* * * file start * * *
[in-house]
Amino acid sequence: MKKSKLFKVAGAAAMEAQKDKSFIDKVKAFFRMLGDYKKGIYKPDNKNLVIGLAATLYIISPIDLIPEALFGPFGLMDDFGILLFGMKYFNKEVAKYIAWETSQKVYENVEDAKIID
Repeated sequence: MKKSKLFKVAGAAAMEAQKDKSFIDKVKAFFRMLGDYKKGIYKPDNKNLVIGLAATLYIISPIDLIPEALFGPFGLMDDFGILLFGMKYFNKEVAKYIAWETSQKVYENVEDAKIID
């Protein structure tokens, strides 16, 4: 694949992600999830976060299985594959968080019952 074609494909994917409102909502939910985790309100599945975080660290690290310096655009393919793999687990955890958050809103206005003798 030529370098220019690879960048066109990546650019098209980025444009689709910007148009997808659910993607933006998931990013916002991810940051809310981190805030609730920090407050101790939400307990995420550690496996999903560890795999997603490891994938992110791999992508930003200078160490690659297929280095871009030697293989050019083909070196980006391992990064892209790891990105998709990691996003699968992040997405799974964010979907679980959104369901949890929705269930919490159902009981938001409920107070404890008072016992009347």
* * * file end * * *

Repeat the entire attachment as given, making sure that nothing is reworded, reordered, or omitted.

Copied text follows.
[in-house]
Amino acid sequence: MKKSKLFKVAGAAAMEAQKDKSFIDKVKAFFRMLGDYKKGIYKPDNKNLVIGLAATLYIISPIDLIPEALFGPFGLMDDFGILLFGMKYFNKEVAKYIAWETSQKVYENVEDAKIID
Repeated sequence: MKKSKLFKVAGAAAMEAQKDKSFIDKVKAFFRMLGDYKKGIYKPDNKNLVIGLAATLYIISPIDLIPEALFGPFGLMDDFGILLFGMKYFNKEVAKYIAWETSQKVYENVEDAKIID
């Protein structure tokens, strides 16, 4: 694949992600999830976060299985594959968080019952 074609494909994917409102909502939910985790309100599945975080660290690290310096655009393919793999687990955890958050809103206005003798 030529370098220019690879960048066109990546650019098209980025444009689709910007148009997808659910993607933006998931990013916002991810940051809310981190805030609730920090407050101790939400307990995420550690496996999903560890795999997603490891994938992110791999992508930003200078160490690659297929280095871009030697293989050019083909070196980006391992990064892209790891990105998709990691996003699968992040997405799974964010979907679980959104369901949890929705269930919490159902009981938001409920107070404890008072016992009347």